Updated Gender Diversity Stats
Additionally, GoDaddy is releasing its overall diversity statistics, and now reports women represent 20 percent of its technical workforce and 25 percent of the company overall. It has increased its women in management roles to 25 percent. And a number reported over this past summer shows GoDaddy has increased its women interns and new college graduate hires from 14 percent to 39 percent, year-over-year, in both categories.
Diversity data was pulled from late September 2015. GoDaddy defined “technical role” in keeping with the Anita Borg Institute standard (See Technical Workforce). Management is defined as all employees with titles that include Director, VP, SVP, EVP or Chief, as well as supervisors or managers with direct reports. Senior leaders are employees who report to GoDaddy’s CEO or COO/CFO.
“Over the past year, GoDaddy has made strides in creating a more inclusive community that is welcoming to everyone. Clearly, having engaged leadership is important to driving real change,” said Telle Whitney, CEO and President of the Anita Borg Institute for Women and Technology. “I’m pleased to see real progress, but it’s important to remember that there is much more work ahead to close the gender gap in technology. Diverse thinking is critical to transforming an organization’s culture, from leadership roles to entry-level positions.”
GoDaddy has committed to a range of deliberate actions aimed at holding itself accountable and driving more forward progress, including a pledge to transparency and training.
- Publish gender diversity and salary statistics annually;
- Work with the Center for the Advancement of Women’s Leadership, at the Clayman Institute at Stanford University to conduct unconscious bias training, and to learn best practices for ensuring consistent talent reviews, interviews and hiring processes;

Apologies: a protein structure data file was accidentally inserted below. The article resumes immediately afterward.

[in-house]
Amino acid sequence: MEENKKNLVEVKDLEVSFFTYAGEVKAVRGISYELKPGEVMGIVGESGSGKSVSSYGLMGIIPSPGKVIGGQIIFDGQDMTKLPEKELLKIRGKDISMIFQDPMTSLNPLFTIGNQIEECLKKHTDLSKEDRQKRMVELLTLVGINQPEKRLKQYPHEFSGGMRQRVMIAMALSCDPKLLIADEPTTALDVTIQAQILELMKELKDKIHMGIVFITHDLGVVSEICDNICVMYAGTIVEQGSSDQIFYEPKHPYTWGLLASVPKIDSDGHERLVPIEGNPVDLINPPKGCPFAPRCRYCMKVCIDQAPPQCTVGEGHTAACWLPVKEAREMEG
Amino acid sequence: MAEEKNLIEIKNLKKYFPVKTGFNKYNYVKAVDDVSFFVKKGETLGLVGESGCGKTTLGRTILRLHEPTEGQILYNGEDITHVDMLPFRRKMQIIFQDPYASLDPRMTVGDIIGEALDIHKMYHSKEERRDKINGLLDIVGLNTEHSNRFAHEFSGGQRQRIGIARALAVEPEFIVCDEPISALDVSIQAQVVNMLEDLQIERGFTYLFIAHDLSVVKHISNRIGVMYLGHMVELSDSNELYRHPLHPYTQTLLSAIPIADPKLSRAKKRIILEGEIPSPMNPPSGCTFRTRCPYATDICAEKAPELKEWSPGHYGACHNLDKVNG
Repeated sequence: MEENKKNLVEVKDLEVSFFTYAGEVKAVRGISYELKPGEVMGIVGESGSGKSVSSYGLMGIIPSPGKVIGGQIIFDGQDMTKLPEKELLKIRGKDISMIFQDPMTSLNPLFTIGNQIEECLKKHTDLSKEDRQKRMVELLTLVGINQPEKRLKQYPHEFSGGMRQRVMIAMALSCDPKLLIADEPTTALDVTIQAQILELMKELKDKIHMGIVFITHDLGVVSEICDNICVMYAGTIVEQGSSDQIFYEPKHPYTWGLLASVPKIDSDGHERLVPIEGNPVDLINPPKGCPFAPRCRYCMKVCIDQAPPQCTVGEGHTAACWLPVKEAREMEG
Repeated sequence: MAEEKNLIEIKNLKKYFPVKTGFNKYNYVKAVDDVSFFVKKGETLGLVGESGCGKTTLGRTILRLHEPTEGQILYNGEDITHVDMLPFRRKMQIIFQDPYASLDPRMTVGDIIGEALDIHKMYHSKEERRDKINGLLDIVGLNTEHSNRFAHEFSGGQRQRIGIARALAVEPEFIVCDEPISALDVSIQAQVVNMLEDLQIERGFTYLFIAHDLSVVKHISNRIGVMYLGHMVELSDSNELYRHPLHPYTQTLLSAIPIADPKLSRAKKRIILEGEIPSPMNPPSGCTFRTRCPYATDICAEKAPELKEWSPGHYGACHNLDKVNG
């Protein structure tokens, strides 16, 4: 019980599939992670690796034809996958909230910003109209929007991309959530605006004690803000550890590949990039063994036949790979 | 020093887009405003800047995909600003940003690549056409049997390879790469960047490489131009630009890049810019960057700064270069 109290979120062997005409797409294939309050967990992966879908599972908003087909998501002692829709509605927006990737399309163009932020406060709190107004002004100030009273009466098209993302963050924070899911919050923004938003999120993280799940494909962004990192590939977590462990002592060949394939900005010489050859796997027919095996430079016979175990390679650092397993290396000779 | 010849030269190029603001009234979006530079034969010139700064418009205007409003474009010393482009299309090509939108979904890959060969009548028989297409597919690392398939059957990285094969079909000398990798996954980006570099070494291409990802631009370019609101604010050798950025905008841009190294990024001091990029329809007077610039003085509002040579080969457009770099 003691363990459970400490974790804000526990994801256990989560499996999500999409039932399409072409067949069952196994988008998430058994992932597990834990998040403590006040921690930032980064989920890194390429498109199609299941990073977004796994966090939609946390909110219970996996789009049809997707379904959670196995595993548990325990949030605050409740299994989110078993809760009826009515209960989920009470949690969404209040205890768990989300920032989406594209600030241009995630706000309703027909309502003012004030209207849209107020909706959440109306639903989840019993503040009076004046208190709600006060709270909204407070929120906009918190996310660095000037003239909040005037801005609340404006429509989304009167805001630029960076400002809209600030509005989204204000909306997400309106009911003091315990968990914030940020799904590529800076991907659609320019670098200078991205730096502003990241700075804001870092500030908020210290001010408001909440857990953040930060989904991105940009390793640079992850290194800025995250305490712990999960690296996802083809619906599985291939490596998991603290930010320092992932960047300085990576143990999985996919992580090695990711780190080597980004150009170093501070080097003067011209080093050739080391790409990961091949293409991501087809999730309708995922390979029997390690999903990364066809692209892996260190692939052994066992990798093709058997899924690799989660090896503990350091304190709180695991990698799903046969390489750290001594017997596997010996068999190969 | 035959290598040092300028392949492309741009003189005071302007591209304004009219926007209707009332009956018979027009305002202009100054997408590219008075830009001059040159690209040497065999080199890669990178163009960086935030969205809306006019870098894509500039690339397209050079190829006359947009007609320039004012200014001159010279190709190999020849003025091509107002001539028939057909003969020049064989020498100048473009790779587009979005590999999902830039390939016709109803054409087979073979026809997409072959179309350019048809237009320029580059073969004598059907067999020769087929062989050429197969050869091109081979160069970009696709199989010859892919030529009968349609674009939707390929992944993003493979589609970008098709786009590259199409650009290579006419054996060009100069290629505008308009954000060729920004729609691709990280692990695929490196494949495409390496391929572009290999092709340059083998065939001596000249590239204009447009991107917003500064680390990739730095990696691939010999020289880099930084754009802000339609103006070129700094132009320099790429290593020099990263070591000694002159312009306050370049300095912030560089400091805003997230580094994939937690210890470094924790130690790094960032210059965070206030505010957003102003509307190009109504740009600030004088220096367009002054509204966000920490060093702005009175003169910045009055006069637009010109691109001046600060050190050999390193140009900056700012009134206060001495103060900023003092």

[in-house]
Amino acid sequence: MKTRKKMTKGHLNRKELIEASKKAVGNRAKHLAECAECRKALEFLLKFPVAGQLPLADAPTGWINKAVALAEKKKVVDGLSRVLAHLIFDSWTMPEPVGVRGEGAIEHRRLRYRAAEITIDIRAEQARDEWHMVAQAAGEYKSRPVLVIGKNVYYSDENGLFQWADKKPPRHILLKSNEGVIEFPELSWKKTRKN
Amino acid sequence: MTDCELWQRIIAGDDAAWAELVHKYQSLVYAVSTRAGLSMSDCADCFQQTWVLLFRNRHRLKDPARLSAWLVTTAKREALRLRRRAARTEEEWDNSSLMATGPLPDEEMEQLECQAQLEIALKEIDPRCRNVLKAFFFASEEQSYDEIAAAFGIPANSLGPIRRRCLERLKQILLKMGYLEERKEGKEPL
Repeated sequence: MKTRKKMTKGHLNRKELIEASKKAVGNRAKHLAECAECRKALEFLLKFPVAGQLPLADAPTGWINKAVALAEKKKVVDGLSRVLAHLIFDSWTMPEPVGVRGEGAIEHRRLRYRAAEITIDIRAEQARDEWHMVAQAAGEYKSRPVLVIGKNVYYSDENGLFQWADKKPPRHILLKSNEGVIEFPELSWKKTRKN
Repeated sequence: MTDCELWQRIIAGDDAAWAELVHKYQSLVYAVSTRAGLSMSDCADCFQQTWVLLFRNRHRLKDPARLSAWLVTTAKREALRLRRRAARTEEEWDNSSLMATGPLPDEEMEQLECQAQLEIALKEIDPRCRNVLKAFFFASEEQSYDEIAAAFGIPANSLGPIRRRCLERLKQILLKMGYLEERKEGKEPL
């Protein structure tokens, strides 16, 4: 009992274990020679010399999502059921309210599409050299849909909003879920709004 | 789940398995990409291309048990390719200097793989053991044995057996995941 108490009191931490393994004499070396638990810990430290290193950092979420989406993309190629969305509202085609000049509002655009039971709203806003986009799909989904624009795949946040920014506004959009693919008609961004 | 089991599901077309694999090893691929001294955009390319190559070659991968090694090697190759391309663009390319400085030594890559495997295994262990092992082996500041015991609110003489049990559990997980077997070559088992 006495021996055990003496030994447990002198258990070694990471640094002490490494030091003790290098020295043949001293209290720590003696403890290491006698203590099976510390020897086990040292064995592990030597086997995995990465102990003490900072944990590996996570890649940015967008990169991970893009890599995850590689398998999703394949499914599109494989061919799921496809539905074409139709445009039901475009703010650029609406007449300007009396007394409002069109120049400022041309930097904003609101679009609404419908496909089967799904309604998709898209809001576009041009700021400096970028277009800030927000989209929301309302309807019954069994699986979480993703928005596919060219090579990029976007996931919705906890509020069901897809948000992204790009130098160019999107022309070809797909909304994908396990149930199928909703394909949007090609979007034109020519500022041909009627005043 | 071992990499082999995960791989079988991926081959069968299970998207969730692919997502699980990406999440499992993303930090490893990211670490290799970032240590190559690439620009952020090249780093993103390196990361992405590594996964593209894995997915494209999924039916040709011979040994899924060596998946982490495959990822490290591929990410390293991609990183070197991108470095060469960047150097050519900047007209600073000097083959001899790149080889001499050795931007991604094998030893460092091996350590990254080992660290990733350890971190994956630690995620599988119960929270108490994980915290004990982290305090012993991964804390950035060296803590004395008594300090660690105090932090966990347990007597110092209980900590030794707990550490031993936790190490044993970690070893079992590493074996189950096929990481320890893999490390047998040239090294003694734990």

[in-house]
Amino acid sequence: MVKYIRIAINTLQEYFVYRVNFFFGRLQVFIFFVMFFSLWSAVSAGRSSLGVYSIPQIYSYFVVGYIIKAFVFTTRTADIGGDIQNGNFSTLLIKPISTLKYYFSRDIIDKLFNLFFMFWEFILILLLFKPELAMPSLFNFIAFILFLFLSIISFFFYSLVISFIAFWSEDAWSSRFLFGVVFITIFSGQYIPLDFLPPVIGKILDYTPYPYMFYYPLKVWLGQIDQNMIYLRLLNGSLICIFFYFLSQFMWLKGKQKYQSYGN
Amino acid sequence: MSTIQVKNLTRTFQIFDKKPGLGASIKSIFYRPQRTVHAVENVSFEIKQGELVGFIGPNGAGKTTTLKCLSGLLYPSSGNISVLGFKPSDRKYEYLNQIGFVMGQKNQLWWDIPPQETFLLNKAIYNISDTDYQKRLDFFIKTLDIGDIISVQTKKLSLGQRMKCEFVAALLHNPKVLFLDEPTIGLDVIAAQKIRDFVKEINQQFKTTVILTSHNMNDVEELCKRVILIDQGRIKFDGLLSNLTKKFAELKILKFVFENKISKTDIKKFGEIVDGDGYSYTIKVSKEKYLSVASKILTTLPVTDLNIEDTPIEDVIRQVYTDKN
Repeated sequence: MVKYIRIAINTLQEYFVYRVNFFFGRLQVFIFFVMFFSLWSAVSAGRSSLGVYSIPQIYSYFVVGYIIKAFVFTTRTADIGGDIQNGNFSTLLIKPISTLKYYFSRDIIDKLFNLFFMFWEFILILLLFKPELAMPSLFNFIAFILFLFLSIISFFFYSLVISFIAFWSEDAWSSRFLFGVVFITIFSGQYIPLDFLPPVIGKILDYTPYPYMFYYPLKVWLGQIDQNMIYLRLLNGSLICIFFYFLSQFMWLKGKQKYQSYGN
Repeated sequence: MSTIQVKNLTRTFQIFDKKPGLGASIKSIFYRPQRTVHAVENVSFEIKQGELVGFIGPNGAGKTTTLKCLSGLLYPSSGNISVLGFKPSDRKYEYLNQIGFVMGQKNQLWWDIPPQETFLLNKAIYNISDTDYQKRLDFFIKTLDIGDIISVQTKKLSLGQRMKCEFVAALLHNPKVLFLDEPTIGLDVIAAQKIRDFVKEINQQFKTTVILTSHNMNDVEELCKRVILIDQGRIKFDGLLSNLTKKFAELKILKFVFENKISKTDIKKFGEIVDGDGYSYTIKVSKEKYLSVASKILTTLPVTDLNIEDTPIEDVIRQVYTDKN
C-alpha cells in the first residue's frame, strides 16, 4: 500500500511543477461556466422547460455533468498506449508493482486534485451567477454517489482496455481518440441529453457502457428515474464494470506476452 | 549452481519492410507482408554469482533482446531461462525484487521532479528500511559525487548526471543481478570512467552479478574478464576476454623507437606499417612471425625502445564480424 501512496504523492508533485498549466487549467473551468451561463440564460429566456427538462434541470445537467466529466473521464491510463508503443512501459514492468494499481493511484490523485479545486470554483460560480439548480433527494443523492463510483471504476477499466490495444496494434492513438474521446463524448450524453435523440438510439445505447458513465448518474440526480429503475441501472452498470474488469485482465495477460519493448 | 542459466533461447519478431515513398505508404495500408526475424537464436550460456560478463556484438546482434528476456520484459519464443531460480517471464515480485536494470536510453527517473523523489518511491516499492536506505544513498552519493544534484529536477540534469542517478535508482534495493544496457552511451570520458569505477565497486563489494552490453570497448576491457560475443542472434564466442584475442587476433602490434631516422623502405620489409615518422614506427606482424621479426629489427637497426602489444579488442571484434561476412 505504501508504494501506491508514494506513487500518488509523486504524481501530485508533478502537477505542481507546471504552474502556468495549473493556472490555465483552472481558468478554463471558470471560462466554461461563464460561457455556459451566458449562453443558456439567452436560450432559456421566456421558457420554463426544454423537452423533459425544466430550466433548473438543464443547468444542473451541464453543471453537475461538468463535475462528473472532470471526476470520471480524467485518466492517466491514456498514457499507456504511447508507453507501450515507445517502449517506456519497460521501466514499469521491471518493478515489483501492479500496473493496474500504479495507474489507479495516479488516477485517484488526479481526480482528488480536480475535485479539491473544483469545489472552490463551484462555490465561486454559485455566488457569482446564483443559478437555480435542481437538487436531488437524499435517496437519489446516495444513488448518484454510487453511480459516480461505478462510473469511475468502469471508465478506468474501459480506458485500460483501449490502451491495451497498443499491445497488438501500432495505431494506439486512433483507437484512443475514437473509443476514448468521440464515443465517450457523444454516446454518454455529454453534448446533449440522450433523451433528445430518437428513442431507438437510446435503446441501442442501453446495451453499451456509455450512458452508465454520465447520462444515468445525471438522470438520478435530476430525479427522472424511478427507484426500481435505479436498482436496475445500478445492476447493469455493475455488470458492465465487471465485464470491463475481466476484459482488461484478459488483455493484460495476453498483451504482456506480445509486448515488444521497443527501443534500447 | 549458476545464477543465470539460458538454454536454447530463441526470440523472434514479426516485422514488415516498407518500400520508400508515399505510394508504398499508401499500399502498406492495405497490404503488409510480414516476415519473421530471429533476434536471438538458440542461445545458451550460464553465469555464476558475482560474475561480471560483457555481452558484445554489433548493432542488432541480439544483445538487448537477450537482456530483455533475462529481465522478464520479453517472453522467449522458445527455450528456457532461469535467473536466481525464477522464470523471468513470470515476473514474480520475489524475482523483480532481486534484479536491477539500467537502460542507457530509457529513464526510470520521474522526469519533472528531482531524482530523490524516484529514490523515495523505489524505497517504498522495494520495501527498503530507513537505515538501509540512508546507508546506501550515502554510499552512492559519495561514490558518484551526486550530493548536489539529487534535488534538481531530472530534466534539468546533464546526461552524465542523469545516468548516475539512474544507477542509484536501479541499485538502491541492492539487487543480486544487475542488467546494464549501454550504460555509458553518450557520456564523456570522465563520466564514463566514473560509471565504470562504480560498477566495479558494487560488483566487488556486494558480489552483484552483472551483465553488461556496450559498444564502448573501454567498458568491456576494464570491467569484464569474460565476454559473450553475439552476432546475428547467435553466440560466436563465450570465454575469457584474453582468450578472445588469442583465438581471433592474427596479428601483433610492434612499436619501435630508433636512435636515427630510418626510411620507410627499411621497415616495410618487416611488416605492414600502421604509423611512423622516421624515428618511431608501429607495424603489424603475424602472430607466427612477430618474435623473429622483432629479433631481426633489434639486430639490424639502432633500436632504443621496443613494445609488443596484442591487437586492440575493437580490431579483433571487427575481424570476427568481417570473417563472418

- Review time-in-role, performance, as well as hiring and promotion practices;
- Expand recruiting networks and drive a diverse recruiting slate in all roles; and
- Support and expand internal diversity organizations, such as GoDaddy Women in Technology.
GoDaddy ranked as one of the Anita Borg Institute’s Top Companies for Women Technologists this year, and is a sponsor and presenter at this week’s Grace Hopper Conference (GHC), the world’s largest technical conference for women in computing. GoDaddy will be recruiting women who want to help very small business owners around the world, many of which are women-owned.
Click here for full infographic of GoDaddy’s 2015 Gender Diversity & Salary Data
GoDaddy’s mission is to radically shift the global economy toward small businesses by empowering people to easily start, confidently grow and successfully run their own ventures. With more than 13 million customers worldwide and more than 60 million domain names under management, GoDaddy gives small business owners the tools to name their idea, build a beautiful online presence, attract customers and manage their business. To learn more about the company, visit www.GoDaddy.com.